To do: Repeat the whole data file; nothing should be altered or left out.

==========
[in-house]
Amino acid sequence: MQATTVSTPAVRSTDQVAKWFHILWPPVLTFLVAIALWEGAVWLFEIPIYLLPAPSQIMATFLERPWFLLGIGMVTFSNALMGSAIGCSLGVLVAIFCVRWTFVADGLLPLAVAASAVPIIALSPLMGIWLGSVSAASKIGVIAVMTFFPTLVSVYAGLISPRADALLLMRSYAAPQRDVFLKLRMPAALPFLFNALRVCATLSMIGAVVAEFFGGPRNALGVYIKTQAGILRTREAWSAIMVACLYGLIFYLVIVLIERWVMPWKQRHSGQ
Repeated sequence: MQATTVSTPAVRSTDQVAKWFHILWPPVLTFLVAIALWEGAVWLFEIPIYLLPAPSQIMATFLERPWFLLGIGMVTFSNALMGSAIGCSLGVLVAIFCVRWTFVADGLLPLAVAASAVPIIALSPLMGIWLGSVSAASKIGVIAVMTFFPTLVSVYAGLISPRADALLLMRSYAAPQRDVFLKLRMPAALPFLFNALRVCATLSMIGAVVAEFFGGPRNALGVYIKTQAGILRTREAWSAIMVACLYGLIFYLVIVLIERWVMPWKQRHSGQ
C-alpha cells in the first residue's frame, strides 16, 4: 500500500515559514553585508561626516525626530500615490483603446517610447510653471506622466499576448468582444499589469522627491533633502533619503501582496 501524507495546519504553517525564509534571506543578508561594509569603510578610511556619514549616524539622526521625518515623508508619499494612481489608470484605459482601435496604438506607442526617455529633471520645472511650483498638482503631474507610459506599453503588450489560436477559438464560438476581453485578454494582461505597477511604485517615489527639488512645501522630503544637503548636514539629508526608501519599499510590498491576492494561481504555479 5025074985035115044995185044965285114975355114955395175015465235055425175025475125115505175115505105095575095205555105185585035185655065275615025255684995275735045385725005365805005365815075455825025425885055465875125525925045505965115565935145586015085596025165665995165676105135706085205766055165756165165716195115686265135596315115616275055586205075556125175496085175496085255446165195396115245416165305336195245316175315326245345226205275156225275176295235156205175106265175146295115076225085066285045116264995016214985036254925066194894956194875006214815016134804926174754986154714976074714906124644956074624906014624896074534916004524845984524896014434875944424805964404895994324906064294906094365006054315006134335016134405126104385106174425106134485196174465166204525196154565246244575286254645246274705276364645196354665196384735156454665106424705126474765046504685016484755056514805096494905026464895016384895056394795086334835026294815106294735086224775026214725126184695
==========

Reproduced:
[in-house]
Amino acid sequence: MQATTVSTPAVRSTDQVAKWFHILWPPVLTFLVAIALWEGAVWLFEIPIYLLPAPSQIMATFLERPWFLLGIGMVTFSNALMGSAIGCSLGVLVAIFCVRWTFVADGLLPLAVAASAVPIIALSPLMGIWLGSVSAASKIGVIAVMTFFPTLVSVYAGLISPRADALLLMRSYAAPQRDVFLKLRMPAALPFLFNALRVCATLSMIGAVVAEFFGGPRNALGVYIKTQAGILRTREAWSAIMVACLYGLIFYLVIVLIERWVMPWKQRHSGQ
Repeated sequence: MQATTVSTPAVRSTDQVAKWFHILWPPVLTFLVAIALWEGAVWLFEIPIYLLPAPSQIMATFLERPWFLLGIGMVTFSNALMGSAIGCSLGVLVAIFCVRWTFVADGLLPLAVAASAVPIIALSPLMGIWLGSVSAASKIGVIAVMTFFPTLVSVYAGLISPRADALLLMRSYAAPQRDVFLKLRMPAALPFLFNALRVCATLSMIGAVVAEFFGGPRNALGVYIKTQAGILRTREAWSAIMVACLYGLIFYLVIVLIERWVMPWKQRHSGQ
C-alpha cells in the first residue's frame, strides 16, 4: 500500500515559514553585508561626516525626530500615490483603446517610447510653471506622466499576448468582444499589469522627491533633502533619503501582496 501524507495546519504553517525564509534571506543578508561594509569603510578610511556619514549616524539622526521625518515623508508619499494612481489608470484605459482601435496604438506607442526617455529633471520645472511650483498638482503631474507610459506599453503588450489560436477559438464560438476581453485578454494582461505597477511604485517615489527639488512645501522630503544637503548636514539629508526608501519599499510590498491576492494561481504555479 5025074985035115044995185044965285114975355114955395175015465235055425175025475125115505175115505105095575095205555105185585035185655065275615025255684995275735045385725005365805005365815075455825025425885055465875125525925045505965115565935145586015085596025165665995165676105135706085205766055165756165165716195115686265135596315115616275055586205075556125175496085175496085255446165195396115245416165305336195245316175315326245345226205275156225275176295235156205175106265175146295115076225085066285045116264995016214985036254925066194894956194875006214815016134804926174754986154714976074714906124644956074624906014624896074534916004524845984524896014434875944424805964404895994324906064294906094365006054315006134335016134405126104385106174425106134485196174465166204525196154565246244575286254645246274705276364645196354665196384735156454665106424705126474765046504685016484755056514805096494905026464895016384895056394795086334835026294815106294735086224775026214725126184695